Tuesday, April 05, 2005

20 million perfectly useless lines of code

The NYT has an article about MS being forced to make concessions in how it licenses its source code to people interested in looking at it.

The thing I don't understand about source code licensing is that, unless the source code comes with a bunch of people who actually know it, it's pretty much useless. Even if you get documents covering the overall architecture is, what the main modules are and what the high-level call flows are [and those documents don't generally exist in a useful form even inside Microsoft, trust me =)], you're not going to get very far in terms of understanding 100K lines of source [for a smallish MS product], let alone the tens of millions of lines of code in Windows.

So, unless

- you have lots of money to hire lots of smart people willing to devote months/years of their time trying to reverse-engineer the code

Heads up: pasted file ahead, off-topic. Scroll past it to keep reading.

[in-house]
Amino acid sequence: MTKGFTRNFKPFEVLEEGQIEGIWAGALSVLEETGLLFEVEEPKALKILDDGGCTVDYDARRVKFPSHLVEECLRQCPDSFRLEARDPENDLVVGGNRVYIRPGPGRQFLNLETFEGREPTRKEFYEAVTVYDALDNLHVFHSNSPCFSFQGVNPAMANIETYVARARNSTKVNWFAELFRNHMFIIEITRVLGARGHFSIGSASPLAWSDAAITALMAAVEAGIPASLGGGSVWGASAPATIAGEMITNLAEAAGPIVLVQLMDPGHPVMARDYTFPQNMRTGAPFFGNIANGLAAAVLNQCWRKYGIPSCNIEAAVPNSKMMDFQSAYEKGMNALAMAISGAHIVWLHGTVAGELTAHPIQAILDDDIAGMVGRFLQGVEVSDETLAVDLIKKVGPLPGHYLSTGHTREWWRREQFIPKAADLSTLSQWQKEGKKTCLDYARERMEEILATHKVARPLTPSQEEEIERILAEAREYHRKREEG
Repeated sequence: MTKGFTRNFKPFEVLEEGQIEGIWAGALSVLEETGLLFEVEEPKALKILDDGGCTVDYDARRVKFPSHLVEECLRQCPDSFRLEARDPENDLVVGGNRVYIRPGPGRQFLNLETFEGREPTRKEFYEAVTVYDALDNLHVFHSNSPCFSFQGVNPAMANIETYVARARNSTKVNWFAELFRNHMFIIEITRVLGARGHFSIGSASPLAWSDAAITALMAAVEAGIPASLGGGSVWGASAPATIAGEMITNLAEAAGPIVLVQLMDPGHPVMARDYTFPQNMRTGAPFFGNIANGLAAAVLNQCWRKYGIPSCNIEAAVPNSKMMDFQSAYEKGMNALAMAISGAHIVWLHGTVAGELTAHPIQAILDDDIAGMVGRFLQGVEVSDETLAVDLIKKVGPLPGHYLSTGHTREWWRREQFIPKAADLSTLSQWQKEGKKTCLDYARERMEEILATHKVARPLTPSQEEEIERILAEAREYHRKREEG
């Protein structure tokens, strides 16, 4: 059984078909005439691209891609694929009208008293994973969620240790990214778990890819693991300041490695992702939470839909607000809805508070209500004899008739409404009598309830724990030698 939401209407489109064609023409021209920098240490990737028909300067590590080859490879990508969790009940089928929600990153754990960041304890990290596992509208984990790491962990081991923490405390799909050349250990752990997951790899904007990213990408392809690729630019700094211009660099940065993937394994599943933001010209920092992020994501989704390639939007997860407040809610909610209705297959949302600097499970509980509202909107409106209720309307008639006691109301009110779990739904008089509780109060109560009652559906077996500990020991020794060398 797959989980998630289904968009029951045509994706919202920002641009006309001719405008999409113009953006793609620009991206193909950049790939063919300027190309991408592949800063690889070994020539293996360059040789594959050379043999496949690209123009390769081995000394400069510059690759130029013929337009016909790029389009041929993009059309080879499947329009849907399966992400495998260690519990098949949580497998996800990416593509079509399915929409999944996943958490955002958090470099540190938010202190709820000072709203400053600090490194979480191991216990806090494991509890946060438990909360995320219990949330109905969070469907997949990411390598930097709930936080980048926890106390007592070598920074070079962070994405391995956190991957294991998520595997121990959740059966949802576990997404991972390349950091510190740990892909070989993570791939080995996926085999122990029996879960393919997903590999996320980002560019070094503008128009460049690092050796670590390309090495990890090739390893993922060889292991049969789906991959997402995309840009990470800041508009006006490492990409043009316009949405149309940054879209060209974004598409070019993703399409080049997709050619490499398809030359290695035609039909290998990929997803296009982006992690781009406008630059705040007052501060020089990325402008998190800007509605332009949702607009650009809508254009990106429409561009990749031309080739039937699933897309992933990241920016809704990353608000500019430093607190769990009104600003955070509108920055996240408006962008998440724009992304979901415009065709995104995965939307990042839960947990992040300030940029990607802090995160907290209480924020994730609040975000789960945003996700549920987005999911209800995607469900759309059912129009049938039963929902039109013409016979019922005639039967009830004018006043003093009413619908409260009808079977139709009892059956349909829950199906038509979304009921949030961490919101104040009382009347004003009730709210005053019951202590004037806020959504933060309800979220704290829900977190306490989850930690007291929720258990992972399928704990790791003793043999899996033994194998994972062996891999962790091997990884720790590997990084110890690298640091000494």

- you don't want to do anything to the code other than something simple like adding a couple of menu items that end up calling your code
- you want to reverse-engineer something reasonably straightforward, like a file format

... I just don't see what good the source code does you without access to people who actually understand it. It's a bit of a paradox -- if the code is simple enough that you can really understand it, then it's probably easier to just write it yourself to begin with. And if its functionality is complicated enough that you really don't want to re-write it yourself, then chances are pretty good that you won't ever understand it without lots and lots of hard work.

So, I just don't get why anybody would license source code. I must be missing something.


Anonymous Michele said...

You got a point here...

4:23 AM  

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